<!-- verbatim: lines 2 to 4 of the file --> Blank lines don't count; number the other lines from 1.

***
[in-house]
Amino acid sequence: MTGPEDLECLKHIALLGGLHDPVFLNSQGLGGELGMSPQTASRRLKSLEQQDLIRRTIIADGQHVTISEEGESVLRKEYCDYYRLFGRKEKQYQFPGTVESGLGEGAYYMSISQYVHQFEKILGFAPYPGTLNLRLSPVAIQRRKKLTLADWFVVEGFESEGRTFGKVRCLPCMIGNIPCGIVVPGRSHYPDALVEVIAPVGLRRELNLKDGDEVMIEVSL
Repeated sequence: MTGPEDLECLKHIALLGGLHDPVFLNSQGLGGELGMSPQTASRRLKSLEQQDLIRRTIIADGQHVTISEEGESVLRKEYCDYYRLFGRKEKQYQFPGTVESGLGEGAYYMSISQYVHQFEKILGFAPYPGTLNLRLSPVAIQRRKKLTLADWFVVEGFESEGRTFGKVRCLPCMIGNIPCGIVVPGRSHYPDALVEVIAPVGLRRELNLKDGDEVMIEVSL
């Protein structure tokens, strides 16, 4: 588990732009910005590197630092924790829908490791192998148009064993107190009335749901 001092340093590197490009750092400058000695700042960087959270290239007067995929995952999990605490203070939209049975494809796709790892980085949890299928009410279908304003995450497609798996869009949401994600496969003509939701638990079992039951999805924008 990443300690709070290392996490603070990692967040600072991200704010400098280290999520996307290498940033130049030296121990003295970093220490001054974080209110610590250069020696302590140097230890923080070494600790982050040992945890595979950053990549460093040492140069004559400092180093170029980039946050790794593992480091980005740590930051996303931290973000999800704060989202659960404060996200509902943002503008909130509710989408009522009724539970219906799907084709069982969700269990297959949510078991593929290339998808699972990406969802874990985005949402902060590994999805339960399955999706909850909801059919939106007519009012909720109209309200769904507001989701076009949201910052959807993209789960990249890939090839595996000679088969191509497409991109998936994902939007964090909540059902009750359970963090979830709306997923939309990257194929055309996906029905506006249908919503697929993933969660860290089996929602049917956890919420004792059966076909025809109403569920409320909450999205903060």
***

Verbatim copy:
Amino acid sequence: MTGPEDLECLKHIALLGGLHDPVFLNSQGLGGELGMSPQTASRRLKSLEQQDLIRRTIIADGQHVTISEEGESVLRKEYCDYYRLFGRKEKQYQFPGTVESGLGEGAYYMSISQYVHQFEKILGFAPYPGTLNLRLSPVAIQRRKKLTLADWFVVEGFESEGRTFGKVRCLPCMIGNIPCGIVVPGRSHYPDALVEVIAPVGLRRELNLKDGDEVMIEVSL
Repeated sequence: MTGPEDLECLKHIALLGGLHDPVFLNSQGLGGELGMSPQTASRRLKSLEQQDLIRRTIIADGQHVTISEEGESVLRKEYCDYYRLFGRKEKQYQFPGTVESGLGEGAYYMSISQYVHQFEKILGFAPYPGTLNLRLSPVAIQRRKKLTLADWFVVEGFESEGRTFGKVRCLPCMIGNIPCGIVVPGRSHYPDALVEVIAPVGLRRELNLKDGDEVMIEVSL
């Protein structure tokens, strides 16, 4: 588990732009910005590197630092924790829908490791192998148009064993107190009335749901 001092340093590197490009750092400058000695700042960087959270290239007067995929995952999990605490203070939209049975494809796709790892980085949890299928009410279908304003995450497609798996869009949401994600496969003509939701638990079992039951999805924008 990443300690709070290392996490603070990692967040600072991200704010400098280290999520996307290498940033130049030296121990003295970093220490001054974080209110610590250069020696302590140097230890923080070494600790982050040992945890595979950053990549460093040492140069004559400092180093170029980039946050790794593992480091980005740590930051996303931290973000999800704060989202659960404060996200509902943002503008909130509710989408009522009724539970219906799907084709069982969700269990297959949510078991593929290339998808699972990406969802874990985005949402902060590994999805339960399955999706909850909801059919939106007519009012909720109209309200769904507001989701076009949201910052959807993209789960990249890939090839595996000679088969191509497409991109998936994902939007964090909540059902009750359970963090979830709306997923939309990257194929055309996906029905506006249908919503697929993933969660860290089996929602049917956890919420004792059966076909025809109403569920409320909450999205903060």